Shaping the Next Generation

What Lives in the Harbor connects Baltimore City sixth-grade students to Baltimore's Inner Harbor with a hands-on experience. Since 2019, over 100 college interns have worked with the program to help teach and monitor students.

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Interning for the National Aquarium's What Lives in the Harbor program allows students from local colleges (Johns Hopkins University, Loyola University Maryland, Morgan State University, Stevenson University, Towson University and University of Maryland, Baltimore County) to connect with Baltimore City sixth graders and inspire the conservation of the Chesapeake Bay watershed.

What Lives in the Harbor is a hands-on experience that connects every Baltimore City Public Schools sixth grader to Baltimore's Inner Harbor. During this program, students test the water quality of the Inner Harbor, perform an animal survey and create community action projects focused on improving the health of the watershed.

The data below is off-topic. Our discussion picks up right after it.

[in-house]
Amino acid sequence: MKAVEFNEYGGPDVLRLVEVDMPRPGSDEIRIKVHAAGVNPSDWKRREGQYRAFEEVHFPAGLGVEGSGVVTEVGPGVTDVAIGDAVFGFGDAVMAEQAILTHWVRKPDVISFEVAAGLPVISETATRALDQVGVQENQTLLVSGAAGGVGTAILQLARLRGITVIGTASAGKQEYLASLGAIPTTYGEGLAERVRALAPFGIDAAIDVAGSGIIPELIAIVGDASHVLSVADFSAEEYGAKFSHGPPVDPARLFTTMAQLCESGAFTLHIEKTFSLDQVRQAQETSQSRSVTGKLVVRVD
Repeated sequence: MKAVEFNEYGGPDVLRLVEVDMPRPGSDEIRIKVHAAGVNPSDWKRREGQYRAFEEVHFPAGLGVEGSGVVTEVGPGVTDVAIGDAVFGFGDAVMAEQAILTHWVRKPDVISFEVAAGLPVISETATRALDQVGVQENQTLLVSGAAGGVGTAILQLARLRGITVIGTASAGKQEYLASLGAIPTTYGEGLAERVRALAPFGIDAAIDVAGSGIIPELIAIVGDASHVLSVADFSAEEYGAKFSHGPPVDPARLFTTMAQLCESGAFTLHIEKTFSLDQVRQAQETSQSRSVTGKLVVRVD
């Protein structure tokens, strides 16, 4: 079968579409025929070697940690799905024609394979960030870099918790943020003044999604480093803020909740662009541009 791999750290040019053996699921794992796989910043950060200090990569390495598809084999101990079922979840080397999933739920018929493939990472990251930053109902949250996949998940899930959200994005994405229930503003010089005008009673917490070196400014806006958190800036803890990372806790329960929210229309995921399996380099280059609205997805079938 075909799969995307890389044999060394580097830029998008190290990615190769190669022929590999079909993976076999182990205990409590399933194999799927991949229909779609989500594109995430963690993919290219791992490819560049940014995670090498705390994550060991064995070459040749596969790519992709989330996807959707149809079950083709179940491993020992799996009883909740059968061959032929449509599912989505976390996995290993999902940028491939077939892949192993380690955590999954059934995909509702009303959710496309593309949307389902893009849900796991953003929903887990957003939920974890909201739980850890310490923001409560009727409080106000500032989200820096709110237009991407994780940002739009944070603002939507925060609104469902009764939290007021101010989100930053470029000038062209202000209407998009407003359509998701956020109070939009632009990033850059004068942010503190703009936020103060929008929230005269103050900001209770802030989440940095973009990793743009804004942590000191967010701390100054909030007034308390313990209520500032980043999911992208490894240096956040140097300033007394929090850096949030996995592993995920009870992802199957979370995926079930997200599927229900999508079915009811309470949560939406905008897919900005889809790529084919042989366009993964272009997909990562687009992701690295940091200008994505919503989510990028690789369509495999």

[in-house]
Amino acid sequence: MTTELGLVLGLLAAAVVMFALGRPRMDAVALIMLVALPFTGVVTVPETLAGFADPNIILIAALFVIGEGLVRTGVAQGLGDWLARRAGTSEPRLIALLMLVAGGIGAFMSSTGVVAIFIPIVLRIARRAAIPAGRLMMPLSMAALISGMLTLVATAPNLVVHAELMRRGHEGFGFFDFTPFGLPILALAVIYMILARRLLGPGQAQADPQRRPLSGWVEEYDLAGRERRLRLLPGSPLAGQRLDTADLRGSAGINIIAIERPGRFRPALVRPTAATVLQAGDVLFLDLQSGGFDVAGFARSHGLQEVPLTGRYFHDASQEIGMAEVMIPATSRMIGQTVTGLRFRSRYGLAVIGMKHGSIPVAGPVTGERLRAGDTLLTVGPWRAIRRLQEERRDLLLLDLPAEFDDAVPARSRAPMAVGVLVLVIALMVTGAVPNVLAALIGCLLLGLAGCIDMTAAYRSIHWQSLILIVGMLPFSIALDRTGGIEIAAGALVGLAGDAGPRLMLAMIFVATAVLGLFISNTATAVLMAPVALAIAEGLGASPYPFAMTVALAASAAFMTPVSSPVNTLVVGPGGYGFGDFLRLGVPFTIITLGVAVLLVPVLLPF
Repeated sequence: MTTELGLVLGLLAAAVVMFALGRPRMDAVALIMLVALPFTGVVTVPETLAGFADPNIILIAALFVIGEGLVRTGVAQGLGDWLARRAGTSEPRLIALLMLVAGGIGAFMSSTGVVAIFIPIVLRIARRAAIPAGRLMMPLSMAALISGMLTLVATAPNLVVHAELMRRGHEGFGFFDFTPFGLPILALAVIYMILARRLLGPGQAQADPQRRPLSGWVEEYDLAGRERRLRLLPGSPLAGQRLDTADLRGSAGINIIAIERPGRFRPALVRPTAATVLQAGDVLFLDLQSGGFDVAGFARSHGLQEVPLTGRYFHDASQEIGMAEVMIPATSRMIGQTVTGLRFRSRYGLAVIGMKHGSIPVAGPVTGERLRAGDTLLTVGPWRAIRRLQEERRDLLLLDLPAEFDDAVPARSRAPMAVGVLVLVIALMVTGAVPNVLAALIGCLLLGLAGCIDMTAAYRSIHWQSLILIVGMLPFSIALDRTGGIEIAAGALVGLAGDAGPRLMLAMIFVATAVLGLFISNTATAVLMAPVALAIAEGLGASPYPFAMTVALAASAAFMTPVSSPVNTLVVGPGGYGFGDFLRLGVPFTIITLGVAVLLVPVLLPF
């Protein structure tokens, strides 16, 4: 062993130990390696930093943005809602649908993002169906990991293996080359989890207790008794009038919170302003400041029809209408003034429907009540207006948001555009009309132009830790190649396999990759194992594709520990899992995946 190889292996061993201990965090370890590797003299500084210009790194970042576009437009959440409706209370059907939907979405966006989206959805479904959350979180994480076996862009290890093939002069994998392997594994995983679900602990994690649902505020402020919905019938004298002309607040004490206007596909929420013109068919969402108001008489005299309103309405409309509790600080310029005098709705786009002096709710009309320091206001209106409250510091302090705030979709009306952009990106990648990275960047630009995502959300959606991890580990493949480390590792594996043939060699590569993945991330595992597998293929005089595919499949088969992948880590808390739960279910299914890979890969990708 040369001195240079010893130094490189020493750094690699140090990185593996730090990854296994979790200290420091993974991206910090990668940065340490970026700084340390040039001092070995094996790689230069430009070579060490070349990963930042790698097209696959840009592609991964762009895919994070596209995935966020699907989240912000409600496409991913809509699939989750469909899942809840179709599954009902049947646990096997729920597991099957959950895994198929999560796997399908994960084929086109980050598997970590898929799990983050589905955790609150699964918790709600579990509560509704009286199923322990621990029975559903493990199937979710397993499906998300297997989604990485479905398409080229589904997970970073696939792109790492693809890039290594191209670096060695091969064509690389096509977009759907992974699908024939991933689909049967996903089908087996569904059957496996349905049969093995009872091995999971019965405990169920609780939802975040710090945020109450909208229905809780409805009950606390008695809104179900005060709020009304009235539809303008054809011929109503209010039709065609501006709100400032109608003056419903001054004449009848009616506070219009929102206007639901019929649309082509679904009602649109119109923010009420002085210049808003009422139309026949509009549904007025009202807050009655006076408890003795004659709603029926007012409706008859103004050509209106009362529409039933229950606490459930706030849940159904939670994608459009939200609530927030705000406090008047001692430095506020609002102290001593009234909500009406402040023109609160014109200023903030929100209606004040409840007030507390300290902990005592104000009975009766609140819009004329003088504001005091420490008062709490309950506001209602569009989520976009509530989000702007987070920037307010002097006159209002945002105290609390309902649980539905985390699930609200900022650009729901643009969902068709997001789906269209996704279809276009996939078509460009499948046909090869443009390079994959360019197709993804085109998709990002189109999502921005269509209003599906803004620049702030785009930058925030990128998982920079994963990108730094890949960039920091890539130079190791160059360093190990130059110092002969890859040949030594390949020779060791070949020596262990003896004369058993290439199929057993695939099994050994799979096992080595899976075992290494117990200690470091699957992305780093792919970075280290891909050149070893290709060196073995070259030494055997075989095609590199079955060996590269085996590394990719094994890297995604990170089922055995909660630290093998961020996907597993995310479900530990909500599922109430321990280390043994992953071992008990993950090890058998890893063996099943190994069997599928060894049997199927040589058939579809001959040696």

According to Amanda Henriquez, a senior education specialist at the National Aquarium, local college students are essential to What Lives in the Harbor as they help teach and monitor students. By working with students, interns facilitate the students' connections with the harbor by using the program's curriculum to explain the importance of protecting their local watershed.

Over 100 interns have worked with the program since 2019, including Maryland local Donovin Smith. Some highlights from his experience include shaping students' futures and seeing students form a relationship with the harbor.

What Lives in the Harbor is made possible in part by the National Oceanic and Atmospheric Administration's Bay Watershed Education and Training Program and the Chesapeake Bay Trust.

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